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Printing conformal electronics on 3D structures with Aerosol Jet technology

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4 Author(s)
Jason A. Paulsen ; Aerosol Jet Advanced Application Lab, Optomec, Inc., Albuquerque, New Mexico, USA ; Michael Renn ; Kurt Christenson ; Richard Plourde

Fabrication of 3D mechanical structures is sometimes achieved by layer-wise printing of inks and resins in conjunction with treatments such as photonic curing and laser sintering. The non-treated material is typically dissolved leaving the final 3D part. Such techniques are generally limited to a single material which makes it difficult to integrate high resolution, conformal electronics over part surfaces. In this paper, we demonstrate a novel, non-contact technique for printing conformal circuits called Aerosol Jet printing. This technique creates a collimated jet of aerosol droplets that extend 2-5 mm from the nozzle to the target. The deposited features can be as small as 10 microns or as large as a centimeter wide. A variety of materials can be printed such as metal nanoparticle inks, polymers, adhesives, ceramics, and bio-active matter. The print head direction and XYZ positioning is controlled by CAD/CAM software which allows conformal printing onto 3D substrates having a high level of surface topography. For example, metallic traces can be printed into 3D shapes such as trenches and via holes, as well as onto sidewalls and convex and concave surfaces. We discuss the fabrication of a conformal phase array antenna, embedded circuitry and sensors, and electronic packaging.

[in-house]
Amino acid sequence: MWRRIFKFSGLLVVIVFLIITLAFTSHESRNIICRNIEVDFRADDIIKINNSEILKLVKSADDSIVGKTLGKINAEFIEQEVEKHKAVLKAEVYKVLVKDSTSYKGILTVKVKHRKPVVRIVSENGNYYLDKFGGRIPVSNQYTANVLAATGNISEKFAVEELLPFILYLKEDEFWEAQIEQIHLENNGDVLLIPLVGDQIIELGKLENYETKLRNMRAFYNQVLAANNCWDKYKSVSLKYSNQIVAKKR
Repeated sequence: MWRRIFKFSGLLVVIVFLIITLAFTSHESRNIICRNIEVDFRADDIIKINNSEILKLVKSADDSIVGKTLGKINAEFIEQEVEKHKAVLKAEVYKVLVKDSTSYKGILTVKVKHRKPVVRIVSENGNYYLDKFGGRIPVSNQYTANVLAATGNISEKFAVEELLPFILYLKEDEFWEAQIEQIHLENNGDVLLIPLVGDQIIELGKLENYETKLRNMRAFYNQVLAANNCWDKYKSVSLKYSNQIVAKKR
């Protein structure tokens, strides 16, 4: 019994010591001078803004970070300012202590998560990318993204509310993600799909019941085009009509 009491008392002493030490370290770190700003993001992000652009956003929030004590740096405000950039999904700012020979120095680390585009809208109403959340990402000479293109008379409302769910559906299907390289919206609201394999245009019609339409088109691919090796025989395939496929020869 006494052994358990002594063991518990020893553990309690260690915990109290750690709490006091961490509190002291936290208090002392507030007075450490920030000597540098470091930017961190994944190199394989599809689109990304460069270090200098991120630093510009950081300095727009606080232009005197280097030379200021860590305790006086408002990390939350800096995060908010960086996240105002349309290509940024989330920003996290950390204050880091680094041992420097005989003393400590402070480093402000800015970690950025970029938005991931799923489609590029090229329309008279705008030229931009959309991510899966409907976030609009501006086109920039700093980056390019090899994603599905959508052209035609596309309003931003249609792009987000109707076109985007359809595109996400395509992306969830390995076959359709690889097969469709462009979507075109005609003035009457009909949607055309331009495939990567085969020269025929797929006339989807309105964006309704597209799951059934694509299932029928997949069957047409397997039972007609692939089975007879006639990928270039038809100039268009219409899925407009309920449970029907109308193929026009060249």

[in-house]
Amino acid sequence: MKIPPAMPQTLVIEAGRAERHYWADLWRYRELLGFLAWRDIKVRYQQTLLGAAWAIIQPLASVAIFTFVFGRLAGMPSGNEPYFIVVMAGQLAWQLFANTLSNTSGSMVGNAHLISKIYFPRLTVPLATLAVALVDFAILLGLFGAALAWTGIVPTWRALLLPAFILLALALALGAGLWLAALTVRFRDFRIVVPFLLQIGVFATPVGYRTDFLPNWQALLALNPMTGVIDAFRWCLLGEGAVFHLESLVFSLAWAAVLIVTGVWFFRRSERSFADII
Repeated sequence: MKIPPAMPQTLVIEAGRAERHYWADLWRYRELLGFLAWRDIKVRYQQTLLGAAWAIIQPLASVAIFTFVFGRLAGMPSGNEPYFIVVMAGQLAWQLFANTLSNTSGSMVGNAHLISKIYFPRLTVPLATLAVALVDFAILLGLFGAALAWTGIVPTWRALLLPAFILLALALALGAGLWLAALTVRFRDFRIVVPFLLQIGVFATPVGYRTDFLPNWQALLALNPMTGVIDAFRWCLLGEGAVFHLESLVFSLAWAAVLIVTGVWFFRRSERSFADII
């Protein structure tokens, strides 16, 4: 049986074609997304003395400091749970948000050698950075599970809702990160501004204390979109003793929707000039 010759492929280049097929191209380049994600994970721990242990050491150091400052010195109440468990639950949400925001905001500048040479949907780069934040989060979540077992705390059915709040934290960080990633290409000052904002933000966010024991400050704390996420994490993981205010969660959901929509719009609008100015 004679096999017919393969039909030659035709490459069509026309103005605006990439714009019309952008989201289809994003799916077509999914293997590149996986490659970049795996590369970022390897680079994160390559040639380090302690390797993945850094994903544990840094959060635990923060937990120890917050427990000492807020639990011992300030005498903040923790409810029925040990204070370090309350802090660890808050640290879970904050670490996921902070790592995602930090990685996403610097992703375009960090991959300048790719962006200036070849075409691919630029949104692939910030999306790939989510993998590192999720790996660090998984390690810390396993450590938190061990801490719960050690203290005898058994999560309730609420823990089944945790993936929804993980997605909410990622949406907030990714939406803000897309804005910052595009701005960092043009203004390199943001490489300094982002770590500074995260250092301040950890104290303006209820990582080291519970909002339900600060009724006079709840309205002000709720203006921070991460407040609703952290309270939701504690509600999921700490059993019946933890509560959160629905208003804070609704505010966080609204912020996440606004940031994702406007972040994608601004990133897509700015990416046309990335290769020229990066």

Published in:

Future of Instrumentation International Workshop (FIIW), 2012

Date of Conference:

8-9 Oct. 2012